In recent months, a plethora of [US] states have turned their legislative attention to protecting employee privacy in the workplace, focusing specifically on passing state laws that protect the "social media privacy" of individuals in their states. Indeed, discussions of workplace privacy are everywhere nowadays: Media stories condemn employers’ efforts to monitor their employees’ email, Internet and telephone usage. Employees rage about perceived invasions of their privacy. Politicians heatedly debate how to limit employers’ prying conduct, passing laws designed to reign in certain types of monitoring by employers. At the same time, employers also find themselves perplexed, as they grapple with how they can gather the information that they need to make important business decisions within an environment that views such efforts with disdain. In a world where technological advancements have made it easier than ever to collect massive amounts of information about those in the workforce and where employers feel an increasing need to collect such information, looming questions continue to exist regarding the proper scope and limits of employees’ privacy.
This article represents one effort to answer these questions while taking the employers’ perspective into account, explaining both the motivations behind and justifications for employers’ efforts to "snoop" into their employees’ private lives. The article describes the means through which employers gather information about their employees, including through some recent, rather novel approaches to collecting such data. In addition, this article discusses the financial, legal and practical concerns that motivate employers to snoop in the first place, arguing that employers engage in this conduct for what frequently amount to very legitimate reasons. More significantly, this article places substantial responsibility for employer snooping with the courts themselves, highlighting particular decisions and doctrines that not only permit, but in fact encourage, employers to engage in these efforts to monitor employees.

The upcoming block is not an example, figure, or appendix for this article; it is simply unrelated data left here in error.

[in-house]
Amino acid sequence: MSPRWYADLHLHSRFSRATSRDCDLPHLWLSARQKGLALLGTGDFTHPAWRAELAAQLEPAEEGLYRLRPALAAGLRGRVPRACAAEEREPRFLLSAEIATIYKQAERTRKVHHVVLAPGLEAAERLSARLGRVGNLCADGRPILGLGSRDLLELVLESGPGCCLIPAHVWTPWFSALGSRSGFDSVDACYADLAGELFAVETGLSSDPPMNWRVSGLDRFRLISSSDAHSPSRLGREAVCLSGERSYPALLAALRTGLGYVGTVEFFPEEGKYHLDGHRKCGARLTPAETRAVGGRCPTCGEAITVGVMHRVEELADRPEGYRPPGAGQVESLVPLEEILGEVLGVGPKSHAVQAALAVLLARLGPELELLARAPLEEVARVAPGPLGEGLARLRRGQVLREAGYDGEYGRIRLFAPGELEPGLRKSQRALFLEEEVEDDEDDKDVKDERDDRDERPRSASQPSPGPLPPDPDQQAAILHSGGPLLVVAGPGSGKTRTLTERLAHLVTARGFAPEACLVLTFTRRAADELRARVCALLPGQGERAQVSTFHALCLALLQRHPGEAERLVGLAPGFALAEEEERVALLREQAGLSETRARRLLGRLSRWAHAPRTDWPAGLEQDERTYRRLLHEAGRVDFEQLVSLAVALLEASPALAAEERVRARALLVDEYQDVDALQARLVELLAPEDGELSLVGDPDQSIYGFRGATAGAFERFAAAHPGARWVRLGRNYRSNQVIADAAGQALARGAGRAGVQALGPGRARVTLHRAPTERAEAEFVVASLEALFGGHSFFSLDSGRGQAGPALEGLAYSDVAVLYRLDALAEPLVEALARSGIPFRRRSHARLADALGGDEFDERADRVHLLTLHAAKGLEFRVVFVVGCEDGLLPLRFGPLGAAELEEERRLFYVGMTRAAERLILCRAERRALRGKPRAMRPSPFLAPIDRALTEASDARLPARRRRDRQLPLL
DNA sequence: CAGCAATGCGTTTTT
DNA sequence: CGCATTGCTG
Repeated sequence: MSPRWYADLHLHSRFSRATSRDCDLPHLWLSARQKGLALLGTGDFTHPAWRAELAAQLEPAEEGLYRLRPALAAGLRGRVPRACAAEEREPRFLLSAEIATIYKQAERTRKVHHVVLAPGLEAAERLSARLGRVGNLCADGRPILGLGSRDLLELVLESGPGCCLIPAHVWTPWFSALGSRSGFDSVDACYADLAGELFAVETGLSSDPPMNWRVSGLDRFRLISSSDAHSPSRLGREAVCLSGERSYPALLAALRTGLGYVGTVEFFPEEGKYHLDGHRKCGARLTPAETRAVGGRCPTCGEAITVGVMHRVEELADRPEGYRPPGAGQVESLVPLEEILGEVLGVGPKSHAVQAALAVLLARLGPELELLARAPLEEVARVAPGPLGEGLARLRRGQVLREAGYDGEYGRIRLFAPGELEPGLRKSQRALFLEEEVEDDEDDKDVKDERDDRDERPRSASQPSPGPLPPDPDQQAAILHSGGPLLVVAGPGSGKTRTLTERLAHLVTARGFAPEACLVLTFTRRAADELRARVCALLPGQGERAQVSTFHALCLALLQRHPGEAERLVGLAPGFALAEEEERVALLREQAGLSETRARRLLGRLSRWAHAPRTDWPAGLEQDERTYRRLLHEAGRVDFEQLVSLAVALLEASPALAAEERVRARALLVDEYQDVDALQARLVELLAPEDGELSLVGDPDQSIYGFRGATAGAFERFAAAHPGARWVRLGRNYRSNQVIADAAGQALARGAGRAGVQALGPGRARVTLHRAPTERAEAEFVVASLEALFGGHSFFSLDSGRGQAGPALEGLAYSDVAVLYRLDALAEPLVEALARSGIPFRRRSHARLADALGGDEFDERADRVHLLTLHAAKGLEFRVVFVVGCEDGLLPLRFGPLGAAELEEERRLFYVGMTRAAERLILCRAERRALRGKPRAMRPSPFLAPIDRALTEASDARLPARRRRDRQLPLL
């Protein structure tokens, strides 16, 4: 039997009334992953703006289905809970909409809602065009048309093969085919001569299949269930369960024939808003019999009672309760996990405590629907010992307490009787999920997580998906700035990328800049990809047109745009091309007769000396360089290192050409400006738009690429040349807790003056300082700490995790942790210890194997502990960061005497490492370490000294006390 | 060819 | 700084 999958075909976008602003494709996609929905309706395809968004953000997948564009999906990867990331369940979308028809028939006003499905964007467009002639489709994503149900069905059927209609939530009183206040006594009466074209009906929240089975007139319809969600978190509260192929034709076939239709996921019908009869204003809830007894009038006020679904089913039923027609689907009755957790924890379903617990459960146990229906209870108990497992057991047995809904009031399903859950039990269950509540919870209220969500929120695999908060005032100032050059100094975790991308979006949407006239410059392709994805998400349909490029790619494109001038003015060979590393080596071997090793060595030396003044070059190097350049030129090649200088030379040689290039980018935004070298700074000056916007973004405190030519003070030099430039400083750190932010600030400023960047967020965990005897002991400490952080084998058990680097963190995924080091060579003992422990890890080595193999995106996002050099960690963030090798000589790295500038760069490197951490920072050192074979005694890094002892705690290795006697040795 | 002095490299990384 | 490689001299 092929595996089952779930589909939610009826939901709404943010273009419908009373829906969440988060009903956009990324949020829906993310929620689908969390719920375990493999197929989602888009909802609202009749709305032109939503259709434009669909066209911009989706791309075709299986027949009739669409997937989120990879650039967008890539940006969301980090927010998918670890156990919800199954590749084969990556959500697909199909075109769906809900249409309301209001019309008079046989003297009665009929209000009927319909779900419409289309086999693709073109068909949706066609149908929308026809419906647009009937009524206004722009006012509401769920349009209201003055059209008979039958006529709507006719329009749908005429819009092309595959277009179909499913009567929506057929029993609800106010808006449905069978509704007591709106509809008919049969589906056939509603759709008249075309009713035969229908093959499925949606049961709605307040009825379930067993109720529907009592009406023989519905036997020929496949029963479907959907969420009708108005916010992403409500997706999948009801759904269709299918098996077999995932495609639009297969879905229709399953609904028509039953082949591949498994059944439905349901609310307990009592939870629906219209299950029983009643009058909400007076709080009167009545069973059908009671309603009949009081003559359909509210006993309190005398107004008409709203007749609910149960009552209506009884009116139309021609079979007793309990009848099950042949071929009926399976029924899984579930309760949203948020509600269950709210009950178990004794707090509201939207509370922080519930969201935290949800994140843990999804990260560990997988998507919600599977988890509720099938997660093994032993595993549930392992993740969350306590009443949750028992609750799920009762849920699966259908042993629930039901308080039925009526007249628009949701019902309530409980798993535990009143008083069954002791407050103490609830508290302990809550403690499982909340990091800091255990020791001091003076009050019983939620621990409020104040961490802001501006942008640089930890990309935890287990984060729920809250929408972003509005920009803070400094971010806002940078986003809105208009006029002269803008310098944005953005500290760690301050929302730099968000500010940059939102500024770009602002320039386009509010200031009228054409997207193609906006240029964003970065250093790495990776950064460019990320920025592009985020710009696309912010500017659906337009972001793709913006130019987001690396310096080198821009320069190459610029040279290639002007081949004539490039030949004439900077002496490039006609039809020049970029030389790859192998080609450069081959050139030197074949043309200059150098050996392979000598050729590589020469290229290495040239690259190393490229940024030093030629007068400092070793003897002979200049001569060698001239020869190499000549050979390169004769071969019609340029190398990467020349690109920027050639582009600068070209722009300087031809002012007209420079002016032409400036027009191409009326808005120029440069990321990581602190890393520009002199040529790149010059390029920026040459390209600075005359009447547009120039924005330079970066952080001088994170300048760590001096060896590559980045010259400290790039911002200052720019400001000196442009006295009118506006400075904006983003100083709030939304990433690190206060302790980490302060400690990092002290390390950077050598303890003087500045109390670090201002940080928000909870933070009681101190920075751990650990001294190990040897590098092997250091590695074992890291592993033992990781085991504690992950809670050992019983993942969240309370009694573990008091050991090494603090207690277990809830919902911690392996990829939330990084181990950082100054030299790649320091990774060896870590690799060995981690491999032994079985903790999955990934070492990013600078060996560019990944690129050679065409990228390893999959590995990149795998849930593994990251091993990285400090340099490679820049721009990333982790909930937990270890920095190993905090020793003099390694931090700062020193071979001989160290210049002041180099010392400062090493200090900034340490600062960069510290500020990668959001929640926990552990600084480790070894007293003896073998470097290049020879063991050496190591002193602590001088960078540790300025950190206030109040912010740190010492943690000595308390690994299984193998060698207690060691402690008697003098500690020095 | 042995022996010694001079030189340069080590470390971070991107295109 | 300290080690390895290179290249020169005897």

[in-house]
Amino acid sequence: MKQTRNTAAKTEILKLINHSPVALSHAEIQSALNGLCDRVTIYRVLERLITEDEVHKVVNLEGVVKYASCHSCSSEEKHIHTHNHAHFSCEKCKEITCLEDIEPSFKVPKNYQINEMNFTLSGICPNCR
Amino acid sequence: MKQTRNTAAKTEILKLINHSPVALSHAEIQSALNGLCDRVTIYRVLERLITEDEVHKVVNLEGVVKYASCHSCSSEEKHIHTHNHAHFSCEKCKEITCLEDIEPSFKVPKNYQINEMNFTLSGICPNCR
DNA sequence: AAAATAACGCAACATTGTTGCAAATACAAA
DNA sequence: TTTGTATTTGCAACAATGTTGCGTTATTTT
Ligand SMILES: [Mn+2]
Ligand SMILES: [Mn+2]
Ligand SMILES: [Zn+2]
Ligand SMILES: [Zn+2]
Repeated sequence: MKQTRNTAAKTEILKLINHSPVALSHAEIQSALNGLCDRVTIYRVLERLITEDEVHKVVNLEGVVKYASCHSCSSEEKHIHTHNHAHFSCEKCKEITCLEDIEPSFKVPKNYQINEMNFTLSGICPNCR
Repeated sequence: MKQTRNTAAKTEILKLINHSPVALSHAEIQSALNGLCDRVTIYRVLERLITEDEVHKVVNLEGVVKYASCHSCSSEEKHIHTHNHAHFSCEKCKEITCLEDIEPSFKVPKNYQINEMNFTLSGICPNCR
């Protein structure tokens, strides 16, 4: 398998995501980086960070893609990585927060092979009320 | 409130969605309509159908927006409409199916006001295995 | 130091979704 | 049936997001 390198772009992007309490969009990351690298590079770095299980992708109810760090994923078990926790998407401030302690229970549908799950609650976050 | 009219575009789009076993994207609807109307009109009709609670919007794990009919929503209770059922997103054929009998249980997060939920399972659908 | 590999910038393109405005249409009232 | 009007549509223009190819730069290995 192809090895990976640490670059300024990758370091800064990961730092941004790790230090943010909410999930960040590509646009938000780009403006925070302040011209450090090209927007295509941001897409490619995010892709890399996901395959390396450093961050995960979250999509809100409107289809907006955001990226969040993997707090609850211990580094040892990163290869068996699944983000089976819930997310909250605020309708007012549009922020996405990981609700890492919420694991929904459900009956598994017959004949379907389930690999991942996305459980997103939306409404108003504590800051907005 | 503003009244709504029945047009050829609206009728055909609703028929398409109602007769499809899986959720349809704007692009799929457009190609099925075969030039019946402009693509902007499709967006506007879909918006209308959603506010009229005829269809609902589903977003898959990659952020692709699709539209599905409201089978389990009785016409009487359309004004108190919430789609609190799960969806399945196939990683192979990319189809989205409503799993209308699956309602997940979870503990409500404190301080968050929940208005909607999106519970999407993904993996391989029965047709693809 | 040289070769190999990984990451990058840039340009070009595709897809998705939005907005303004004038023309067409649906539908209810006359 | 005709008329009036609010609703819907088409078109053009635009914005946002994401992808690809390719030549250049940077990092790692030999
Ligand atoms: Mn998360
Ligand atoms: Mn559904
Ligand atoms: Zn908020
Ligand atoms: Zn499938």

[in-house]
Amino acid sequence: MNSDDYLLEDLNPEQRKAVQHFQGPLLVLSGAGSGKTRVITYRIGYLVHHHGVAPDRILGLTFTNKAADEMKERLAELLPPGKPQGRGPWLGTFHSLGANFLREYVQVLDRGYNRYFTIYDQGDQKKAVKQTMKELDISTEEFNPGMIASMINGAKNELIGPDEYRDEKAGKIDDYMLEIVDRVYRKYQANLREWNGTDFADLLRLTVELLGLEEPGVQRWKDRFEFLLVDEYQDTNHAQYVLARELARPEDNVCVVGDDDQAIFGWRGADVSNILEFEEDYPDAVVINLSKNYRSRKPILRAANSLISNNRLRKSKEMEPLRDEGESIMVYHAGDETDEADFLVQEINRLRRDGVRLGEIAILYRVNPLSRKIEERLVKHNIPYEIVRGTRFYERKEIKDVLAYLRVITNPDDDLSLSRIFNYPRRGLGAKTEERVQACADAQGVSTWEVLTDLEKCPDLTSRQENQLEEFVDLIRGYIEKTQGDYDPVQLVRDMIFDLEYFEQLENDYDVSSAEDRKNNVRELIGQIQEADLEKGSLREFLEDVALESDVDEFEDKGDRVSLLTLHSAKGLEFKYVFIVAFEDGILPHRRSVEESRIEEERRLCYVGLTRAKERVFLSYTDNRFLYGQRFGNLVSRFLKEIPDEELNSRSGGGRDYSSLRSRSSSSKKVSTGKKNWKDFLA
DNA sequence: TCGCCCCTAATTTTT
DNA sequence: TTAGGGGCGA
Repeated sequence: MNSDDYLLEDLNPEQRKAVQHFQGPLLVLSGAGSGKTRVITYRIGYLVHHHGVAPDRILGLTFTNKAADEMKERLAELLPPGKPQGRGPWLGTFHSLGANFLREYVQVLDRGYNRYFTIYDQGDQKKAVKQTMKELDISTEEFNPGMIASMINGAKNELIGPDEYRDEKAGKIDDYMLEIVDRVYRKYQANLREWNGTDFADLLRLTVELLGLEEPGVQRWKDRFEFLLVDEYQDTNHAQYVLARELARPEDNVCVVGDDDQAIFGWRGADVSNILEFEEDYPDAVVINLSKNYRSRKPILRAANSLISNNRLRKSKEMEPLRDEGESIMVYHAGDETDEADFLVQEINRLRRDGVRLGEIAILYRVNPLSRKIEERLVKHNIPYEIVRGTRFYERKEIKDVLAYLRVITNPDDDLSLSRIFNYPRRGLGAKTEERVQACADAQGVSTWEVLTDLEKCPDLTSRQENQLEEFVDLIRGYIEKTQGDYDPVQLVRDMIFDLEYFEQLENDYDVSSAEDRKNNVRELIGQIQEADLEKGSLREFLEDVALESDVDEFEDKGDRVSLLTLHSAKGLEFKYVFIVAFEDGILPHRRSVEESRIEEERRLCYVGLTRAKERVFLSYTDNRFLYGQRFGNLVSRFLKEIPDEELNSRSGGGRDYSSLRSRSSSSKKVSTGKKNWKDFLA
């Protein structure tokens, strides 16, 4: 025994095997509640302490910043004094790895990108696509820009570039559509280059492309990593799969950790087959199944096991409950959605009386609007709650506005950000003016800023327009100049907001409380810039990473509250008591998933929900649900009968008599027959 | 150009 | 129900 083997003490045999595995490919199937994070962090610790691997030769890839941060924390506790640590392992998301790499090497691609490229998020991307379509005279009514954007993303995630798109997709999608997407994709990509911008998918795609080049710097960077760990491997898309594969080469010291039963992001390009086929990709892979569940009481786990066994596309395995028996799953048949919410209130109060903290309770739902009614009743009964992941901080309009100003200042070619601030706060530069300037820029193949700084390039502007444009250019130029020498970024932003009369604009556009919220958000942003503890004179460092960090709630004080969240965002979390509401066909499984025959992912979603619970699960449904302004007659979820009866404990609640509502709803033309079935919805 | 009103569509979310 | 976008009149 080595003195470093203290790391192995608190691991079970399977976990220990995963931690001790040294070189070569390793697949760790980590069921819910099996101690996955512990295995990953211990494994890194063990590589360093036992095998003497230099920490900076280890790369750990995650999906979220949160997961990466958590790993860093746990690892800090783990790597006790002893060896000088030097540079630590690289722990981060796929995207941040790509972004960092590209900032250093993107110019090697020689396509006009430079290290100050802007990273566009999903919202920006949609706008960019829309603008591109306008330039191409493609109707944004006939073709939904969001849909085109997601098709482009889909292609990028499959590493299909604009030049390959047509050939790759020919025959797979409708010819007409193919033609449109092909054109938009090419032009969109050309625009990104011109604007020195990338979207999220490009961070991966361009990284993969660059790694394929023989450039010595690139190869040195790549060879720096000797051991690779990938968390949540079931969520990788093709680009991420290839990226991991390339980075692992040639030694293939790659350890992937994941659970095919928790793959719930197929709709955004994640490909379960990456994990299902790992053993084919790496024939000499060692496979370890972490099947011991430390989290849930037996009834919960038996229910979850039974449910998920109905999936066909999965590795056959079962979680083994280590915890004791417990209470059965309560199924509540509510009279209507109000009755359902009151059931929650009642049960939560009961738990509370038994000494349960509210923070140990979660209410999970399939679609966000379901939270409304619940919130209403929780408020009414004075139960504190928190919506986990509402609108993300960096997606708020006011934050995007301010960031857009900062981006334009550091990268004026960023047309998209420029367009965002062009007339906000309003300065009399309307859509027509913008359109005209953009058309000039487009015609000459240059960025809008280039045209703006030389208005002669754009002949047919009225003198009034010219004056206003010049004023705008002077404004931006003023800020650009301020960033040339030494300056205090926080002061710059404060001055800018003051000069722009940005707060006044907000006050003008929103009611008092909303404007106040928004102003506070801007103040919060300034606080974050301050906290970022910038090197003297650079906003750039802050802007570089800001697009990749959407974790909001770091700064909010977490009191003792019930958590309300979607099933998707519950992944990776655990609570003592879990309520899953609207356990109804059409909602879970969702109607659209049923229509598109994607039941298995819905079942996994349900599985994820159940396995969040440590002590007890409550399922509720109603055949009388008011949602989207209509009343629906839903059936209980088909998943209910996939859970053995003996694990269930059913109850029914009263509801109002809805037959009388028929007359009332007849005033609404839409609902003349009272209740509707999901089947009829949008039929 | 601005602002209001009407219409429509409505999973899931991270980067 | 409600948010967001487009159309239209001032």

At bottom, this paper attempts to put the "problem" of employer snooping into a broader context. While employers certainly should not have access to every aspect of their prospective and current employees’ private lives, and while abuses of the boundaries undoubtedly exist, much of the snooping behavior for which employers have been condemned represents more than just senseless meddling, but rather is part of a sound business plan designed to protect employers, employees and the public at large.